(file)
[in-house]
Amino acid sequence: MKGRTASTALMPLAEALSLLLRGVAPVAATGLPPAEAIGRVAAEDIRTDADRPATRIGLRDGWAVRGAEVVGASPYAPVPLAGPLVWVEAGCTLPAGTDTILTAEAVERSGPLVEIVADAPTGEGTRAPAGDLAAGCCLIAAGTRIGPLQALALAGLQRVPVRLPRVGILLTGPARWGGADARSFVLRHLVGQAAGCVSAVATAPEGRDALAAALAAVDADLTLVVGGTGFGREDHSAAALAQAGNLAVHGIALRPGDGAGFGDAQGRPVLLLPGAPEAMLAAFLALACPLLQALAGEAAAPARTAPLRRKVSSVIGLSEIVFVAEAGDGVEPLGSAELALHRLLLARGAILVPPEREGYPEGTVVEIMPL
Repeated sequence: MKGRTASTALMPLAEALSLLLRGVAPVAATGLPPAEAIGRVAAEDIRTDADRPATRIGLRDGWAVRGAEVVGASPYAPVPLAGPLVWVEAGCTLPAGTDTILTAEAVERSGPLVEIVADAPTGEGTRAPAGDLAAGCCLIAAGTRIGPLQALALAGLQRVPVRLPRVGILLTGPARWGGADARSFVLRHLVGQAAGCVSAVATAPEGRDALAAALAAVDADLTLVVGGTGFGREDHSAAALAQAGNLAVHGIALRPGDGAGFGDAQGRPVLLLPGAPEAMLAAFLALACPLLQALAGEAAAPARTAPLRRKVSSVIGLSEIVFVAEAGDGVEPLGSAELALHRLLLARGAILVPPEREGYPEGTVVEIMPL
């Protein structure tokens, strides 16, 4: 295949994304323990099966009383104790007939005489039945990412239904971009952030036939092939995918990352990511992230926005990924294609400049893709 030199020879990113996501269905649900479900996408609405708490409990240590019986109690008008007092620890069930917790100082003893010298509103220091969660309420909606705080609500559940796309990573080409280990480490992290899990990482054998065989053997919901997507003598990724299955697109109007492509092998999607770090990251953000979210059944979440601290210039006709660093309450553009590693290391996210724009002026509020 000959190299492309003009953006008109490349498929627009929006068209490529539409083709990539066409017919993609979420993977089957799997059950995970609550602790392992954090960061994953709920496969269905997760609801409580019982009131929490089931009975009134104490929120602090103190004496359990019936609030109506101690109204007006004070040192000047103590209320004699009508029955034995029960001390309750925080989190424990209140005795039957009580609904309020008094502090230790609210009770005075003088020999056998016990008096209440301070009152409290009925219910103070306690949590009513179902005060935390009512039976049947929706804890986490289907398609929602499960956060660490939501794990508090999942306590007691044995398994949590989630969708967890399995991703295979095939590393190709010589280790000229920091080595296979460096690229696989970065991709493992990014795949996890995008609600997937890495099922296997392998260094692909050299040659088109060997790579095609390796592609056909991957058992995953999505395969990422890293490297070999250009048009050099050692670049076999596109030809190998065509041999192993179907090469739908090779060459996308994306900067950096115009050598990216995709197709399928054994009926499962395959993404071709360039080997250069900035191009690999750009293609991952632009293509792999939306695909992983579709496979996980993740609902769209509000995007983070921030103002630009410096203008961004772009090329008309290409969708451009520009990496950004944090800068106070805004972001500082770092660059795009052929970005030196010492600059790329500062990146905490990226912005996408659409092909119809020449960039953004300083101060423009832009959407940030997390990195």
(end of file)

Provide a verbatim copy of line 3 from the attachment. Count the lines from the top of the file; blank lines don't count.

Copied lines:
Repeated sequence: MKGRTASTALMPLAEALSLLLRGVAPVAATGLPPAEAIGRVAAEDIRTDADRPATRIGLRDGWAVRGAEVVGASPYAPVPLAGPLVWVEAGCTLPAGTDTILTAEAVERSGPLVEIVADAPTGEGTRAPAGDLAAGCCLIAAGTRIGPLQALALAGLQRVPVRLPRVGILLTGPARWGGADARSFVLRHLVGQAAGCVSAVATAPEGRDALAAALAAVDADLTLVVGGTGFGREDHSAAALAQAGNLAVHGIALRPGDGAGFGDAQGRPVLLLPGAPEAMLAAFLALACPLLQALAGEAAAPARTAPLRRKVSSVIGLSEIVFVAEAGDGVEPLGSAELALHRLLLARGAILVPPEREGYPEGTVVEIMPL